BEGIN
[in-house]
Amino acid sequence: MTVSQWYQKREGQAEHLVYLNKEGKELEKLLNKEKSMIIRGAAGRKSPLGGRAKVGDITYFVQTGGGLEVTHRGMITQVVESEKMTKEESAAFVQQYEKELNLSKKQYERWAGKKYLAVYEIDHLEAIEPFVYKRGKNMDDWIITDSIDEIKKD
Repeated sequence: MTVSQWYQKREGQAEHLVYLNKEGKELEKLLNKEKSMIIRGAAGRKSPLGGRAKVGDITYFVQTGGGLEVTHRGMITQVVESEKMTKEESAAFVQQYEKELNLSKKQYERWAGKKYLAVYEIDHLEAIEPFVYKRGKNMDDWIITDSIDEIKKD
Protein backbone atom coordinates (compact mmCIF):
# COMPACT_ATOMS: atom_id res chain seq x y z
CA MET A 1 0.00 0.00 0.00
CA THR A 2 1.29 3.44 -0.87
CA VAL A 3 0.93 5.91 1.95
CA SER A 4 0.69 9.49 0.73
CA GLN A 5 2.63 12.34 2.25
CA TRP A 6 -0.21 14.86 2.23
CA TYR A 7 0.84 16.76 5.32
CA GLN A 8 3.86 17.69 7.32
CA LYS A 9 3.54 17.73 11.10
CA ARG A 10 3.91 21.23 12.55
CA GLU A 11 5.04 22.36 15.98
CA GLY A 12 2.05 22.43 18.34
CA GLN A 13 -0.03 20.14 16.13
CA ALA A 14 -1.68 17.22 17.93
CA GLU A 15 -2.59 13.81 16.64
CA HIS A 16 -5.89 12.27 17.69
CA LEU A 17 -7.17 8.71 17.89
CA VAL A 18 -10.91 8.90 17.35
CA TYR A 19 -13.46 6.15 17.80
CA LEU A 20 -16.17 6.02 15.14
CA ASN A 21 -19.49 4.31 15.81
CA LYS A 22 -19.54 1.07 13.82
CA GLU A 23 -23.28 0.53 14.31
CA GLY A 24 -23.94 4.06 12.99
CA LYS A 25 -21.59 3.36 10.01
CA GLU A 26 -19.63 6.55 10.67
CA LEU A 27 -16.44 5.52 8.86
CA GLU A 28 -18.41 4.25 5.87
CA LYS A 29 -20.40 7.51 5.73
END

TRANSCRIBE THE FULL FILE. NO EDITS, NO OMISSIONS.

[in-house]
Amino acid sequence: MTVSQWYQKREGQAEHLVYLNKEGKELEKLLNKEKSMIIRGAAGRKSPLGGRAKVGDITYFVQTGGGLEVTHRGMITQVVESEKMTKEESAAFVQQYEKELNLSKKQYERWAGKKYLAVYEIDHLEAIEPFVYKRGKNMDDWIITDSIDEIKKD
Repeated sequence: MTVSQWYQKREGQAEHLVYLNKEGKELEKLLNKEKSMIIRGAAGRKSPLGGRAKVGDITYFVQTGGGLEVTHRGMITQVVESEKMTKEESAAFVQQYEKELNLSKKQYERWAGKKYLAVYEIDHLEAIEPFVYKRGKNMDDWIITDSIDEIKKD
Protein backbone atom coordinates (compact mmCIF):
# COMPACT_ATOMS: atom_id res chain seq x y z
CA MET A 1 0.00 0.00 0.00
CA THR A 2 1.29 3.44 -0.87
CA VAL A 3 0.93 5.91 1.95
CA SER A 4 0.69 9.49 0.73
CA GLN A 5 2.63 12.34 2.25
CA TRP A 6 -0.21 14.86 2.23
CA TYR A 7 0.84 16.76 5.32
CA GLN A 8 3.86 17.69 7.32
CA LYS A 9 3.54 17.73 11.10
CA ARG A 10 3.91 21.23 12.55
CA GLU A 11 5.04 22.36 15.98
CA GLY A 12 2.05 22.43 18.34
CA GLN A 13 -0.03 20.14 16.13
CA ALA A 14 -1.68 17.22 17.93
CA GLU A 15 -2.59 13.81 16.64
CA HIS A 16 -5.89 12.27 17.69
CA LEU A 17 -7.17 8.71 17.89
CA VAL A 18 -10.91 8.90 17.35
CA TYR A 19 -13.46 6.15 17.80
CA LEU A 20 -16.17 6.02 15.14
CA ASN A 21 -19.49 4.31 15.81
CA LYS A 22 -19.54 1.07 13.82
CA GLU A 23 -23.28 0.53 14.31
CA GLY A 24 -23.94 4.06 12.99
CA LYS A 25 -21.59 3.36 10.01
CA GLU A 26 -19.63 6.55 10.67
CA LEU A 27 -16.44 5.52 8.86
CA GLU A 28 -18.41 4.25 5.87
CA LYS A 29 -20.40 7.51 5.73